suffragette 081120CHICAGO – August marks 100 years since the 19th Amendment was added to the United States Constitution, granting suffrage to women. State Senator Sara Feigenholtz (D-Chicago), who currently serves as President of the Women’s Network of the National Conference of State Legislatures, moderated an NCSL event today celebrating a century of women’s enfranchisement.

“The recognition of the 19th Amendment is arguably one of the most important events in our country’s history, and the hundredth anniversary marks a landmark moment for women,” Feigenholtz said. “It reflects how far we have come and the work that is still ahead.”

Feigenholtz moderated the NCSL event in front of a bipartisan group of legislators to discuss the legacy of suffrage and the fight for full equality that persists. The event also called attention to the gender disparities in statehouses – highlighted by public monuments – noting that there are less than 30 statues of women in state capitols across the United States.

“Women who were at the forefront of the suffrage movement deserve their places in state capitals around the country,” Feigenholtz said. “What is past is prologue. It is important that all women know that casting a ballot wasn't always within their reach, and that pioneering women made enormous sacrifices for that right. We also need to consider that the 19th Amendment was an initial step toward equality, but certain populations in parts of the U.S – including African-Americans – were not able to fully exercise their right to vote until the 1960s.”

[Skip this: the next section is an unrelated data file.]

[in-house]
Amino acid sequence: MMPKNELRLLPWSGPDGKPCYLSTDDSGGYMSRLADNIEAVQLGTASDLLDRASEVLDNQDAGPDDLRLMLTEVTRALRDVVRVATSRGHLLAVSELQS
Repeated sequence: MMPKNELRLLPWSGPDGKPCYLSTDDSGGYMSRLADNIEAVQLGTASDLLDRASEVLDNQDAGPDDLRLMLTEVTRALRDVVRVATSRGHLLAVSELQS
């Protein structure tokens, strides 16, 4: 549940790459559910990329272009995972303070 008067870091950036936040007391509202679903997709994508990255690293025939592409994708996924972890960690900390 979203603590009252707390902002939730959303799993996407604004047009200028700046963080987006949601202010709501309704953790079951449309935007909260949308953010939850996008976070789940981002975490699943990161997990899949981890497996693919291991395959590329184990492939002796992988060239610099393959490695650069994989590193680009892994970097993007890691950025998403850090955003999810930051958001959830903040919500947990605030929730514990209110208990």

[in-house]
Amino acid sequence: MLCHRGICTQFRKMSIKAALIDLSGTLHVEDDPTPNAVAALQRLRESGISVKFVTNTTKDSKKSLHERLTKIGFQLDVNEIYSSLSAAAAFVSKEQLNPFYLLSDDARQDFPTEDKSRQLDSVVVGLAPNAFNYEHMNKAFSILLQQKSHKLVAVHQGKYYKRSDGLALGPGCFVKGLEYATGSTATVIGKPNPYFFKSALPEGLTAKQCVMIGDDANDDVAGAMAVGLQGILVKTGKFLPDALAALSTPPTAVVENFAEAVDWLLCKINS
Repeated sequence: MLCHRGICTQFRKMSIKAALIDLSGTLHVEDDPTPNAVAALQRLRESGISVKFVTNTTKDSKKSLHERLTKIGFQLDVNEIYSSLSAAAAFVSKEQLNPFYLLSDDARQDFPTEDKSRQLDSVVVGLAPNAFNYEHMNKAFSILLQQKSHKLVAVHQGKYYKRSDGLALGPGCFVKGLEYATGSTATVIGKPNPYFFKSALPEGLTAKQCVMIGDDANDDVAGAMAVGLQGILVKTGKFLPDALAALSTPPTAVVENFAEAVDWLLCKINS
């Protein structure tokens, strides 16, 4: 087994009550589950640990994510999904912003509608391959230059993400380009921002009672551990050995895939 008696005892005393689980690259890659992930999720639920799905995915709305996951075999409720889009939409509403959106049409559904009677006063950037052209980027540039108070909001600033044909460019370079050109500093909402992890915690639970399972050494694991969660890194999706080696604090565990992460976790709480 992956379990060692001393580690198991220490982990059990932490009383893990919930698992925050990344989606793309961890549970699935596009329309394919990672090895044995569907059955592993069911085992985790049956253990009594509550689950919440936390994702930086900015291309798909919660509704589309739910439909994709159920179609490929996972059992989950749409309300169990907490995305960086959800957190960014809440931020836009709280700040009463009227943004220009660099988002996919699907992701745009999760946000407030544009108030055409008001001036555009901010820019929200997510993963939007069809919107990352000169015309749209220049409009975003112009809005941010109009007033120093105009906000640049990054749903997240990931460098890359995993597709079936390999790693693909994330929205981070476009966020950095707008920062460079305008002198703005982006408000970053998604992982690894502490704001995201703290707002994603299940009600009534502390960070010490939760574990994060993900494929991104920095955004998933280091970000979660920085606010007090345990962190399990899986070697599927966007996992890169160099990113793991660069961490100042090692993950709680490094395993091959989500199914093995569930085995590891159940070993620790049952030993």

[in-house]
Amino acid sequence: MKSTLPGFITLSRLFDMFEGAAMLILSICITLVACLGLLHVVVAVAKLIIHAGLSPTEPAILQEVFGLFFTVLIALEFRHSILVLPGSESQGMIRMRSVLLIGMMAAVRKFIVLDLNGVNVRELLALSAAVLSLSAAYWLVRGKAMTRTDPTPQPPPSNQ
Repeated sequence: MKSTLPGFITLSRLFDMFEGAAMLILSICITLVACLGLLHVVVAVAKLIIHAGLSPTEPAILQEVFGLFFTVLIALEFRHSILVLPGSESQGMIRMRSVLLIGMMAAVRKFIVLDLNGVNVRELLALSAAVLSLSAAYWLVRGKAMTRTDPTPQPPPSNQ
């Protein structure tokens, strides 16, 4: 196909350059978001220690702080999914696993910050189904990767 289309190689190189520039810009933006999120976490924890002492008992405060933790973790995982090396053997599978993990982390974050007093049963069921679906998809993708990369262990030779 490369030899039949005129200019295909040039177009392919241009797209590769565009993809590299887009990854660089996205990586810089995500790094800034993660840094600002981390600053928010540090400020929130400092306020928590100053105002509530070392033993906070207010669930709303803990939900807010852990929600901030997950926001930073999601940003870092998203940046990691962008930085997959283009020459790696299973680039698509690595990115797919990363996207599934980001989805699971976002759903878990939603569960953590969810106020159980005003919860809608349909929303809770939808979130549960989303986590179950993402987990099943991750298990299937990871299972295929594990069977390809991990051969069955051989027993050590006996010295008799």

August 18 marks the 100th anniversary of the amendment’s ratification by the legislature of the state of Tennessee, which secured the constitutionally required minimum number of ratifying states. The amendment was officially adopted on August 26, 1920.